Measurement of erectile function
The mice from each group were anesthetized with ketamine (100 mg/kg) and xylazine (5 mg/kg) intramuscularly. Erectile function was measured as described previously35. Briefly, the bladder and prostate exposed through a midline abdominal incision. The major pelvic ganglion and cavernous nerve were identified posterolateral to the prostate on one side, and bipolar platinum wire electrodes were placed around the cavernous nerve for electrical stimulation. The penis skin was denuded and a 26-gauge needle filled with 250 U/mL of heparin inserted into one side of the corpus cavernosum for monitoring ICP with a Statham P23 pressure transducer connected to a computerized system for data acquisition (Biopac Systems, Goleta, CA, USA), which was interfaced to a personal computer for recording and data analysis35. Stimulation parameters were 5 V at a frequency of 12 Hz, a pulse width of 1 ms, and a duration of 1 min. During tumescence, the maximal ICP was recorded. The total ICP was determined by the area under the curve from the beginning of cavernous nerve stimulation to a point 20 s after stimulus termination. Systemic blood pressure was measured by using a noninvasive tail-cuff system (Visitech systems, Apex, NC, USA). The ratios of maximal ICP and total ICP (area under the curve) to MSBP were calculated to adjust for variations in systemic blood pressure35.
The penis tissue (N = 6 per group) was fixed in 4% paraformaldehyde for 24 h at 4 °C as described previously10. Frozen tissue sections (20-μm thick) were incubated with antibodies to VASH1 (Santa Cruz Biotechnology Inc., Dallas, TX USA; 1:50), FITC-conjugated isolectin B4 (IB4, Sigma-Aldrich, MO, USA; 1:50), PECAM-1 (Millipore, Temecula, CA, USA; 1:50), NG2 (Millipore; 1:50), phospho-eNOS (Ser1177, Cell Signaling, MA, USA; 1:50), occludin (NOVUS Biologicals, Centennial, CO, USA; 1:50), claudin-1 (Thermo Fisher, Waltham, Massachusetts, U.S. 1:50), Ang1 (Abcam, Cambridge, U.K.; 1:50), or VEGF (Santa Cruz Biotechnology; 1:50) at 4 °C overnight. After 4 times washes with PBS, the sections were incubated Rhodamine (TRITC) AffiniPure Goat Anti-Armenian Hamster IgG (H + L) antibody or Fluorescein (FITC) AffiniPure F(ab′)2 Fragment Donkey Anti-Rabbit IgG (H + L) antibody (Jackson ImmunoResearch Laboratories, Inc., PA, USA; 1:50) for 90 min at room temperature. Mounting medium containing 4,6-diamidino-2-phenylindole (DAPI; Vector Laboratories Inc., Burlingame, CA, USA) was applied to the samples and nuclei were labeled when appropriate. Signals and digital images visualized and obtained with a confocal microscope (FV1000, Olympus, Tokyo, Japan). Quantitative analysis of histologic examinations was processed with an image analyzer system (National Institutes of Health [NIH] Image J 1.34, http://rsbweb.nih.gov/ij/) in double blinded manner.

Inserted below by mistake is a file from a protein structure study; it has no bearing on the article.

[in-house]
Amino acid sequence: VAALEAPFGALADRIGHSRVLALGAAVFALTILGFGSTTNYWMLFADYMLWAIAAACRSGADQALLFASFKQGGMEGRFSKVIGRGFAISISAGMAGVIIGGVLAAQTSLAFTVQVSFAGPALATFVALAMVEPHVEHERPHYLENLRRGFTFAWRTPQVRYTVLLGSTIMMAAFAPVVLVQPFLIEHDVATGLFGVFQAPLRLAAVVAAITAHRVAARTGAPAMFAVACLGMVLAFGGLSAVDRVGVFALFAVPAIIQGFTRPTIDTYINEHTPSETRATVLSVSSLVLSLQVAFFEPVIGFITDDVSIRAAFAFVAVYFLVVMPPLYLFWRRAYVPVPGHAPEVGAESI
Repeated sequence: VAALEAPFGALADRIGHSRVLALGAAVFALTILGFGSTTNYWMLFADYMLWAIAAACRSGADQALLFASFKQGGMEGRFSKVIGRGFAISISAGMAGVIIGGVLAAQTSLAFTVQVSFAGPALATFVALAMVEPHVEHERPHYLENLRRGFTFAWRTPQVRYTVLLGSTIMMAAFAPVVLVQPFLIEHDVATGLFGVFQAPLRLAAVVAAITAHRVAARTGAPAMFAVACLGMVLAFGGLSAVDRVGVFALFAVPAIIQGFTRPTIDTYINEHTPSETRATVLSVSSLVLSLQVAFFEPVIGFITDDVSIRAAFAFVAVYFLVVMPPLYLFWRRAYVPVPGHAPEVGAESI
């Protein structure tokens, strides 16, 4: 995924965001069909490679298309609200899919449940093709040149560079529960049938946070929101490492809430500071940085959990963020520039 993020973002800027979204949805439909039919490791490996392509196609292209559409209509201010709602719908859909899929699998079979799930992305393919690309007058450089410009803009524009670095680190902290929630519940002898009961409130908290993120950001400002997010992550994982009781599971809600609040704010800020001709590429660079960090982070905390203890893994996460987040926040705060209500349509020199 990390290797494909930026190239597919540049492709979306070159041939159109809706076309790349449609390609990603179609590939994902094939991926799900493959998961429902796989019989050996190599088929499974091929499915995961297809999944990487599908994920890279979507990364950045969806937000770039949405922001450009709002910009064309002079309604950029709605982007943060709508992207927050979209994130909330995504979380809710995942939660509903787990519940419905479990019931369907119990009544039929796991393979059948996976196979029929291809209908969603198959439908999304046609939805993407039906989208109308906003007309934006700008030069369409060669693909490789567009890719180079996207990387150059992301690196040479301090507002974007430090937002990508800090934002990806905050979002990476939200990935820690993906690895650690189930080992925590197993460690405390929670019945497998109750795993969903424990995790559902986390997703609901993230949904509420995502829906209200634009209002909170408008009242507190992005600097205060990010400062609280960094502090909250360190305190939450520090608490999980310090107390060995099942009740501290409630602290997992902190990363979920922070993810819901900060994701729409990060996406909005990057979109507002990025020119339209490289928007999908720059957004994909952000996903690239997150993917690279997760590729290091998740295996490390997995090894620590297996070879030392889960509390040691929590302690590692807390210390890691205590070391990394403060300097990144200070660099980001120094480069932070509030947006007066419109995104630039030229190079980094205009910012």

Western blot analysis
Equal amounts of protein (40 µg per lane) were electrophoresed on sodium dodecylsulfate-polyacrylamide gels (8–15%), transferred to polyvinylidene difluoride membrane. After the gel transferred to a blot, razor blade and ruler were used to cut the blot into strips corresponding to the size of the protein of interest then probed with antibodies to phospho-eNOS (Ser1177, Cell Signaling; 1:1000), eNOS (BD biosciences, California, USA; 1:1000), Ang1 (Abcam; 1:1000), VEGF (Santa Cruz Biotechnology; 1:1000), or β-actin (Santa Cruz Biotechnology; 1:6000). The results were quantified by densitometry (N = 4 per group).
The results are expressed as mean ± SE. For parametric data, intergroup comparisons calculated by one-way ANOVA followed by Newman–Keuls post hoc tests. We used the Mann–Whitney U test or Kruskal–Wallis test to compare nonparametric data. The result considered significant if probability values less than 5%. SigmaStat 3.11 software (Systat Software) used for statistical analyses.
Basic fibroblast growth factor
Endothelial nitric oxide synthase
Mean systolic blood pressure
Neuron-glial antigen 2
Platelet/endothelial adhesion molecule 1
Vascular endothelial growth factor
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This study was supported by INHA UNIVERSITY Research Grant (Ji-Kan Ryu) and by the Bio & Medical Technology Development Program of the National Research Foundation (NRF) & funded by the Korean government (MSIT) (No. 2019069621; Ji-Kan Ryu and Soon-Sun Hong).
The authors declare no competing interests.
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Song, KM., Kim, W.J., Choi, MJ. et al. Vasohibin-1 rescues erectile function through up-regulation of angiogenic factors in the diabetic mice. Sci Rep 11, 1114 (2021). https://doi.org/10.1038/s41598-020-80925-7